Cereal Killer – unintended consequences of low fat

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bookreview

 

In this fast-reading 144 page book, Alan Watson sheds new light on how corporate greed and slippery science are making our children sick – promoting what the late Dr. Robert Atkins referred to as “diabesity.”

Cereal Killer is an indictment of “Big Food” industries who enjoy huge profits as Americans of all ages suffer from failed carbohydrate-emphasized Dietary Guidelines and record levels of chronic disease.

Cereal Killer answers the question, “Has low fat failed the test of time?”

 Click to read the Introduction

Table of Contents

Part I — is a succinct critical history of the low fat era

Chapter 1:  Pyramid Schemes

Chapter 2:  Lessons of Framingham

Chapter 3:  Unintended Consequences

Chapter 4:  Cereal Killer

Chapter 5:  Class of 2018.

Part II: Life in the fat lane

Chapter 6:  “Loose Lips Sink Ships”

Chapter 7:  Atkins… without Atkins

Chapter 8:  Cholesterol is not a Medical Criminal!

Chapter 9:  Lipids for Smart People

Chapter 10:  Praise the Lard

  • Appendix I:  Lipid Panel – Summary of coronary heart disease risk factors
  • Appendix 2:  Lipids – The Big Picture with glossary

 

kindle

Cereal Killer is available on Amazon Kindle!

Get your copy today in the Amazon Kindle store.

 

 

 

Midwest Book Review, March 2009

“Cereal Killer is a look at the plague of diabetes and obesity that is becoming a huge problem among all age groups of children…. Watson discusses remedies to America’s epidemic as well as speaking of its origins. “Cereal Killer” is well worth the read for those concerned with the health of a nation.

 

Writer’s Digest – 17th Annual Self Published Book Awards

Cereal Killer is really well done – the scholarship is outstanding, the organization is impeccable, and what Watson has to say is alarming and “explosive” as the back jacket promises. Additionally, this book comes at an ideal time in our history, when parents, educators and government officials are scrambling for new answers to old persistent problems…”

 

Joan Grinzi, RN, Executive Director, Price-Pottenger Nutrition Foundation

“It is with great pride that we help promote this important and excellent book.”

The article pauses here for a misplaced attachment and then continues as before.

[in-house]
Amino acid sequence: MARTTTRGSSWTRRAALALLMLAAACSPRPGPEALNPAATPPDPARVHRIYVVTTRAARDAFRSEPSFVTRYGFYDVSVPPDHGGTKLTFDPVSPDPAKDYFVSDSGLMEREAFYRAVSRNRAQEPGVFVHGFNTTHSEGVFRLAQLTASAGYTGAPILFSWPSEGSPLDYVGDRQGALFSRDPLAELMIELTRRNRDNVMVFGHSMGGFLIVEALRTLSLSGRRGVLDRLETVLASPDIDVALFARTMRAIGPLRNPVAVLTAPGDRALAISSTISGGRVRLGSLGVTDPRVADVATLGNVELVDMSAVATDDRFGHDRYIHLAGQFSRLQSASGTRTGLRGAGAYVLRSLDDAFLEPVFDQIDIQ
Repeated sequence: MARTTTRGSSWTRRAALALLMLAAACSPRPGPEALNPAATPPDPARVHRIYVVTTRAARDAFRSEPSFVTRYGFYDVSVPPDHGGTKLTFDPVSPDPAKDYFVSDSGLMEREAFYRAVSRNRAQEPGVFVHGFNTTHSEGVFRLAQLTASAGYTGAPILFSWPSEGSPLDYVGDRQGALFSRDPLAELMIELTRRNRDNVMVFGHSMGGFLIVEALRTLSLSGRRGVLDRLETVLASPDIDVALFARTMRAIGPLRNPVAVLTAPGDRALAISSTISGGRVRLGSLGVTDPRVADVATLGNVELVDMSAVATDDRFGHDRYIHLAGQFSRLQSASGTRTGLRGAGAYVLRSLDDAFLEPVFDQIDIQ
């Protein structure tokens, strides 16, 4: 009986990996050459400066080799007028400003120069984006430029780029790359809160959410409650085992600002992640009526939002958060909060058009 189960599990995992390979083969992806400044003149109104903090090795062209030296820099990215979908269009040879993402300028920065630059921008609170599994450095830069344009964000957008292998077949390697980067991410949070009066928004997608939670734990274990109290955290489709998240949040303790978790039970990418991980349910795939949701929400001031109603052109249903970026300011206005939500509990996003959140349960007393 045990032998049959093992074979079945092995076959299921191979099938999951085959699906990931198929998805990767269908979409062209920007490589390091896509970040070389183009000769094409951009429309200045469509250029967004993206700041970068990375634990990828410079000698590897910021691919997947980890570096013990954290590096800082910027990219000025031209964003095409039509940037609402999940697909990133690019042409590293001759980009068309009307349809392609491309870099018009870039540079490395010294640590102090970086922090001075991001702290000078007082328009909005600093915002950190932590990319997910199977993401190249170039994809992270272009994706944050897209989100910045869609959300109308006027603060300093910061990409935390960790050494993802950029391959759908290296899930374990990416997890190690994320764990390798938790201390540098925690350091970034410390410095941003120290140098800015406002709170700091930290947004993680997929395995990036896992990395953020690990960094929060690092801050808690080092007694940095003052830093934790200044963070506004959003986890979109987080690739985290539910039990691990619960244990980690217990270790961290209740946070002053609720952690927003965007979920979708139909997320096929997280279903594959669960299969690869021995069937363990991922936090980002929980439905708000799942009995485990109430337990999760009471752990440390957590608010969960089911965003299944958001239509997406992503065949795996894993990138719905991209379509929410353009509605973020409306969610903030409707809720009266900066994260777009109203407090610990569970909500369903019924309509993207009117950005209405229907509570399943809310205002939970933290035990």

Adam Kosloff:   Why Low Carb Diets Don’t Work 

Cereal Killer is a devastatingly thorough intellectual assault on the low fat “balanced diet” dogma promoted by the likes of the USDA and the American Heart Association and a passionate call to action. In many ways, Cereal Killer is — in the words of an Amazon reviewer — the “Readers Digest” version of Gary Taubes’ Good Calories, Bad Calories…. It is succinct, punchy, and full of great info that even low carb veterans may not know.”

Jimmy Moore:  “Livin’ La Vida Low-Carb Man”

“Although Cereal Killer is only 144 pages in length, it will catch you up-to-date on everything you need to know about the current state of affairs we find ourselves in regarding diet and health in the 21st Century.”

Amy Dungan, Examiner.com

  “…  After years and years of following what we assumed to be sound scientific advice, are we any healthier? No. In fact, we are one of the unhealthiest nations on the planet. Mr. Watson sees this problem. I could barely put this book down.  Mr. Watson’s book is a great place to start and I highly recommend it.”

Donielle Baker, Naturally Knocked Up

“I’d recommend this book to anyone. From those who already have health problems to those who just want to feed their family as healthfully as possible!”

Malcolm Mac Gregor, the “Body Doc”

“… This book shows how money and the drug companies contribute to what is labeled as healthy in the food pyramid that is pushed on the uninformed. A great read…”

Mark Madson, Louisa, VA 

Cereal Killer is out there challenging the corn syrup pushers who intend to spend $30 million between now and 2010 to make sure the guidelines don’t single them…! Cereal Killer is a must read to become truly informed and to challenge the conventional wisdom about what we are told not to eat…”

John Koenig, Writer, RXMuscle.com

“Watson brings a combination of food industry history, marketing and advertising, politics (oh, how important today), and large helpings of nutrition together in this very readable, interesting and potent book.”